Sorry, we failed to record your vote. Please try again
1 of 1 people found the following review helpful By John P. Jones III TOP 500 REVIEWER on 23 Sept. 2011
Format: Paperback
Tayeb Salih concludes his classic work with the subject phrase on the next to last page, and it does capture the essence of this masterful novel. Salih died in 2009; he was Sudanese. This novel concerns the education of two Sudanese in England, over different time periods, and thus tracks Salih's own life. It is an intense and lyrical work, and he conveyed much on the dislocation of people who have been colonized when they attempt to bridge the two cultures; far better, in my opinion, that V.S Naipaul, for example. Unlike many immediate post-colonial works, Salih wrote in his native Arabic. The novel was first published in 1966. The author collaborated with Denys Johnson-Davis to produce this excellent English translation, in 1969. This edition contains a useful introduction by the Moroccan writer, Laila Lalami. In 2001, a panel of Arab writers and critics proclaimed it the most important Arab novel of the 20th Century. I would agree.

Salih skillfully uses a Sudanese narrator, who had studied the works of an "obscure English poet" in London, after World War II, to relate the story of Mustafa Sa'eed, a prodigy who leaves his native Sudanese village, attending school in Cairo first, and then on to England, during the early inter-war period. At one level, he is not a very sympathetic figure, relentlessly using "Orientalist" images of his native land (both jungle, with animals that do not actually exist, alternatively with desert) to seduce a string of susceptible white women. He promotes the "lie" that he lives. There are no "innocent victims" in this book, and the author takes a rather sardonic view of the various women who seek out this "exotic" experience. In his native land, he is proclaimed as the first to marry a white woman. But was it a prize? Or did it lead to his doom?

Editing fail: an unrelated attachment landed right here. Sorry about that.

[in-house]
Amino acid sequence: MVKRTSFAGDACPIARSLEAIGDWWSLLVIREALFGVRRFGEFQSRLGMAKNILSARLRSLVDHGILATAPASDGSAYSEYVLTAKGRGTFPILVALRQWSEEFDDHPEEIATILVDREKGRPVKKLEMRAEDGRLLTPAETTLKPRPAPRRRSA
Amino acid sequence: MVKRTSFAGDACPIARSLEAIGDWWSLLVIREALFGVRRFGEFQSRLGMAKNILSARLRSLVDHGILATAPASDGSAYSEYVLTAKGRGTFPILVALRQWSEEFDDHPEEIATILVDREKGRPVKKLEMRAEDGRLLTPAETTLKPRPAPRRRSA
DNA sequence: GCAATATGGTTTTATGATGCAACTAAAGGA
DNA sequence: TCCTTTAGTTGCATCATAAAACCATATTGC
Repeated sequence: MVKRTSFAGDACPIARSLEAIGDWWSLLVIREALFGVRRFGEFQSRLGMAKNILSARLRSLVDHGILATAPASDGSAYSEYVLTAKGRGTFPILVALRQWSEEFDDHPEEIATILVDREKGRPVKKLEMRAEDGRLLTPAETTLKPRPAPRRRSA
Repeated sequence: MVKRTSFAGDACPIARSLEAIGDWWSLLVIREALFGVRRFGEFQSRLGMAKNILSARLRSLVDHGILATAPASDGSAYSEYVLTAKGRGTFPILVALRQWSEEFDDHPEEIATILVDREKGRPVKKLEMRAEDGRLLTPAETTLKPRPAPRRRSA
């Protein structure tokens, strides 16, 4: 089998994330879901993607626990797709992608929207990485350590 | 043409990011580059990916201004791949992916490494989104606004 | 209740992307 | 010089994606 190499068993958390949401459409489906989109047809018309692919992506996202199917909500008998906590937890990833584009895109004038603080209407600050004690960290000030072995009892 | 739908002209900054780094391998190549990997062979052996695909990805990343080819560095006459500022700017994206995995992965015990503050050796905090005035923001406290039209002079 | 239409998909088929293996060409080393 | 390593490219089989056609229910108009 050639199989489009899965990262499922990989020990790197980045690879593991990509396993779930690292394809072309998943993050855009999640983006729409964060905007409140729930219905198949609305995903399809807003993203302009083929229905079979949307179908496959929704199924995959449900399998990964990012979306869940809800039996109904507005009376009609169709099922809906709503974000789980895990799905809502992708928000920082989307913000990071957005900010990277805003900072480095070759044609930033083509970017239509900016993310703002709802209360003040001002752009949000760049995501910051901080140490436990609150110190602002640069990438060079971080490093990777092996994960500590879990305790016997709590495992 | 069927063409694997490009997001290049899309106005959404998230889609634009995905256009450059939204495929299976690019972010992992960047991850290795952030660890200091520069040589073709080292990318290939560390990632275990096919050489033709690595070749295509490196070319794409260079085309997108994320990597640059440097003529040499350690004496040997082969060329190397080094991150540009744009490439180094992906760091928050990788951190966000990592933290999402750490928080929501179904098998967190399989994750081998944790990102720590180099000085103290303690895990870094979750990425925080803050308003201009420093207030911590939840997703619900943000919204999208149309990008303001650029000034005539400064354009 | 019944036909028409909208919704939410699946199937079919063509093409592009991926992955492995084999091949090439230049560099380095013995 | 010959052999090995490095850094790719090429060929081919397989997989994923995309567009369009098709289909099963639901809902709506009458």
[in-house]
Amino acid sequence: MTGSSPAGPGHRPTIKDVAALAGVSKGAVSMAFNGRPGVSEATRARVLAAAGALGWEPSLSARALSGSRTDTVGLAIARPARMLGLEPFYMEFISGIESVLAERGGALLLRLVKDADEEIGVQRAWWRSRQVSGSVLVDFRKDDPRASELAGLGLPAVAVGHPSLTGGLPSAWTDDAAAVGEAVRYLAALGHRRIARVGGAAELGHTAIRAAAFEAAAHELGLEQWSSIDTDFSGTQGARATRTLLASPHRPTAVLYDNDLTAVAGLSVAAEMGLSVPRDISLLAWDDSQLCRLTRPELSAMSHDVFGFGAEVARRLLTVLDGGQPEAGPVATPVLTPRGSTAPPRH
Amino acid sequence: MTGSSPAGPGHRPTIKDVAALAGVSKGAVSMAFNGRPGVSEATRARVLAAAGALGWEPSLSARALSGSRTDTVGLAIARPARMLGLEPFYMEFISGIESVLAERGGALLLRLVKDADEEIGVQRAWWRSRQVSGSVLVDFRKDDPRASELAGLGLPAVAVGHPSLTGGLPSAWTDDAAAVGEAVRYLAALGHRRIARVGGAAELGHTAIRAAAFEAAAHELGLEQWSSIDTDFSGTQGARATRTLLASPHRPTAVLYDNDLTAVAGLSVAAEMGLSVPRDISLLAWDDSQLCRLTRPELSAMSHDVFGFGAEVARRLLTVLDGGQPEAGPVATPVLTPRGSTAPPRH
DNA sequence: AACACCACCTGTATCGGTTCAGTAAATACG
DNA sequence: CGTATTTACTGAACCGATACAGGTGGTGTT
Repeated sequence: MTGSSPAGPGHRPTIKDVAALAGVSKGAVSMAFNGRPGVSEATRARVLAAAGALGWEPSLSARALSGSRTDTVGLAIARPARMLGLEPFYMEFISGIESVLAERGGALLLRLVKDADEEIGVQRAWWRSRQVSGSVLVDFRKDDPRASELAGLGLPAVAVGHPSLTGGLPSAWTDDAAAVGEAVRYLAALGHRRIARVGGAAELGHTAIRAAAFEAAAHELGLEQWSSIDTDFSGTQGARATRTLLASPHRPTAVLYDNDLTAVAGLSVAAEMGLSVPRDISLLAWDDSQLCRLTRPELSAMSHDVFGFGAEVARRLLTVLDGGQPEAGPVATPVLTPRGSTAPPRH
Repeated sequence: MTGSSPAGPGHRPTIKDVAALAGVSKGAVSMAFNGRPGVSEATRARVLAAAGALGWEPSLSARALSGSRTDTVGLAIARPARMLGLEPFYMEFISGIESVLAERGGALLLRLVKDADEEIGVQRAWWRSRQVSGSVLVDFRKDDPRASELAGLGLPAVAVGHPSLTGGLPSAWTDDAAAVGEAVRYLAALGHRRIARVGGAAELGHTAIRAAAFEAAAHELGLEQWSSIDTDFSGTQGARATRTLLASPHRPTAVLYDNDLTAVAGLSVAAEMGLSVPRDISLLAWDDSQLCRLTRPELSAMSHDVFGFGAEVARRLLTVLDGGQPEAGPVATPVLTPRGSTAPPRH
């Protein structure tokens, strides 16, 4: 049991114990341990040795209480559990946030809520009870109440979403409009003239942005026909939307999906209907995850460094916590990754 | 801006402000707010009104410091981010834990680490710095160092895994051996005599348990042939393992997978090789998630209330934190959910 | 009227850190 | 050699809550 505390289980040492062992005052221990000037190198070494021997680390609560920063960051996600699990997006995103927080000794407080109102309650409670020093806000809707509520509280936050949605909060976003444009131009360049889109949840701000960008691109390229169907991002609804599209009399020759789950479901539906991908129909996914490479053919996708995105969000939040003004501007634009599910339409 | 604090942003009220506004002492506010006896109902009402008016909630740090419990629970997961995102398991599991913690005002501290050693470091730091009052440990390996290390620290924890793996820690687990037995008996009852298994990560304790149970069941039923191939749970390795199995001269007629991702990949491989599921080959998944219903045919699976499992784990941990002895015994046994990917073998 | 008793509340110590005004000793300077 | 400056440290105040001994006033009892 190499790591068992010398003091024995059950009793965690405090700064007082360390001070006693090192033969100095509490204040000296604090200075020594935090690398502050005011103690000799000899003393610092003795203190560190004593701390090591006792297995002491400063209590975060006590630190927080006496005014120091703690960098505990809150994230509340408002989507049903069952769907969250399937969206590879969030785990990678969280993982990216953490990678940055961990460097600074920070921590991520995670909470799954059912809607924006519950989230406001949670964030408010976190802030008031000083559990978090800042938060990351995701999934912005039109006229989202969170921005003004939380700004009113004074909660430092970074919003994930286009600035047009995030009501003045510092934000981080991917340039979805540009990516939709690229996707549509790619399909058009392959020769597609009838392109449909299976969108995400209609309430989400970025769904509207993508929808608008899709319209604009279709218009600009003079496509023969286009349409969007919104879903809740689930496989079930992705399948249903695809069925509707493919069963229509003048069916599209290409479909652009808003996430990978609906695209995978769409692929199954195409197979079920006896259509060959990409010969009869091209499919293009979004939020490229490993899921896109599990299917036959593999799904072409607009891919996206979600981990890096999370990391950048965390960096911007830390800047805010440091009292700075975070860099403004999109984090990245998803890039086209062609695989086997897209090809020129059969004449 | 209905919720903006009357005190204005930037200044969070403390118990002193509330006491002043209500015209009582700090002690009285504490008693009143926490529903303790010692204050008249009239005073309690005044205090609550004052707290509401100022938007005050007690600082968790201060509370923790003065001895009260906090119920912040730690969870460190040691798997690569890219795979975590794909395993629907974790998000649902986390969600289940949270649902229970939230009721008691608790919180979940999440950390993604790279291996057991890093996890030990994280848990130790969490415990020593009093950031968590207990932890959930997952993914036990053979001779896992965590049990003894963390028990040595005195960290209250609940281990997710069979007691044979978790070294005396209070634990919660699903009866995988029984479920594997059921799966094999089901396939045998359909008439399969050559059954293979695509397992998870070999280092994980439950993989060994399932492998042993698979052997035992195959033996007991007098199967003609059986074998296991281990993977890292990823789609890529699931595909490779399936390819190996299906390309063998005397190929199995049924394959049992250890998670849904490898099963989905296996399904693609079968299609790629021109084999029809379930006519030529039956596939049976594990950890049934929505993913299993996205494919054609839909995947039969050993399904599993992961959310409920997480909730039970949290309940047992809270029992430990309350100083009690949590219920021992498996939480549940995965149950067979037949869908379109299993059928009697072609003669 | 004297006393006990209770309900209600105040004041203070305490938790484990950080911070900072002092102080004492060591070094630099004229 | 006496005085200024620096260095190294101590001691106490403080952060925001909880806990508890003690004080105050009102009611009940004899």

Read more ›
Comment Was this review helpful to you? Yes No Sending feedback...
Thank you for your feedback. If this review is inappropriate, please let us know.
Sorry, we failed to record your vote. Please try again
1 of 1 people found the following review helpful By K. Fearon on 21 Oct. 2010
Format: Paperback Verified Purchase
You could read this novel as a story of a man who became psychopathic and twisted by being taken away from his home and family 'for his own good', and who committed a dreadful crime as a result. We find out what this is early on in the book, so you read it knowing what will happen later on. But it's also about the terrible things that can happen to women when they give up control of their lives, or don't have it in the first place - when men act, or fail to act.

It is beautifully written and the plot is multi-layered and complex. You can read it in an afternoon, but it deserves more time and attention than that.
Comment Was this review helpful to you? Yes No Sending feedback...
Thank you for your feedback. If this review is inappropriate, please let us know.
Sorry, we failed to record your vote. Please try again

Most Recent Customer Reviews



Feedback